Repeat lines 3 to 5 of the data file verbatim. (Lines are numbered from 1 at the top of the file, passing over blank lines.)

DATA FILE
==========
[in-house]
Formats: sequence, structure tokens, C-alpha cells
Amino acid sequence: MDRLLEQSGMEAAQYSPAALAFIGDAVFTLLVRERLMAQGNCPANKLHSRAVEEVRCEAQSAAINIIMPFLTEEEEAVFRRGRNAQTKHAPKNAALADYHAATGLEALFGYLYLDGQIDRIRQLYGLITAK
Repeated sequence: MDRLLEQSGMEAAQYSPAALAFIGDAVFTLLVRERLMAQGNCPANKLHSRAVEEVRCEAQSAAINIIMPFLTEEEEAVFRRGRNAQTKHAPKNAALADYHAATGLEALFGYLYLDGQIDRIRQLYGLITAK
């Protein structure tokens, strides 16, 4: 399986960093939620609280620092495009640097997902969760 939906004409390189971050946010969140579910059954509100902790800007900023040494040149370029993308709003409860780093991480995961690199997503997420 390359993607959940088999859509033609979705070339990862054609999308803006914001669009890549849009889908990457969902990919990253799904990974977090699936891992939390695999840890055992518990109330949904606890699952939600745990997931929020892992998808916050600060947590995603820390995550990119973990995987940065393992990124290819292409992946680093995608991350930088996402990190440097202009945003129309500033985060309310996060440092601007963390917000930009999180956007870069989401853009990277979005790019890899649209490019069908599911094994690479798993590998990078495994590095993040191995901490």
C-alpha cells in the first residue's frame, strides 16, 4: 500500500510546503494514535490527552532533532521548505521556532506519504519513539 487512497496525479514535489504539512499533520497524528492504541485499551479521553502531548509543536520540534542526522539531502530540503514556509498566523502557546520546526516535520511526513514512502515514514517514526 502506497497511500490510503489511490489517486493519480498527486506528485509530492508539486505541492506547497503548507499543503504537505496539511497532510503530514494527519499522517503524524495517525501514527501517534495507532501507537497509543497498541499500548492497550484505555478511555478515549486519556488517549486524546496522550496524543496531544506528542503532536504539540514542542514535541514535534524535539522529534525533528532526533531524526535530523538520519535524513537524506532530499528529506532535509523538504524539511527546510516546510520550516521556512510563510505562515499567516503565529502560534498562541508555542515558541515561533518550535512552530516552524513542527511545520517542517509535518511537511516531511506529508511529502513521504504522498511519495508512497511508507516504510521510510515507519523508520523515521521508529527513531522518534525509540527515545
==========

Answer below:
Amino acid sequence: MDRLLEQSGMEAAQYSPAALAFIGDAVFTLLVRERLMAQGNCPANKLHSRAVEEVRCEAQSAAINIIMPFLTEEEEAVFRRGRNAQTKHAPKNAALADYHAATGLEALFGYLYLDGQIDRIRQLYGLITAK
Repeated sequence: MDRLLEQSGMEAAQYSPAALAFIGDAVFTLLVRERLMAQGNCPANKLHSRAVEEVRCEAQSAAINIIMPFLTEEEEAVFRRGRNAQTKHAPKNAALADYHAATGLEALFGYLYLDGQIDRIRQLYGLITAK
């Protein structure tokens, strides 16, 4: 399986960093939620609280620092495009640097997902969760 939906004409390189971050946010969140579910059954509100902790800007900023040494040149370029993308709003409860780093991480995961690199997503997420 390359993607959940088999859509033609979705070339990862054609999308803006914001669009890549849009889908990457969902990919990253799904990974977090699936891992939390695999840890055992518990109330949904606890699952939600745990997931929020892992998808916050600060947590995603820390995550990119973990995987940065393992990124290819292409992946680093995608991350930088996402990190440097202009945003129309500033985060309310996060440092601007963390917000930009999180956007870069989401853009990277979005790019890899649209490019069908599911094994690479798993590998990078495994590095993040191995901490």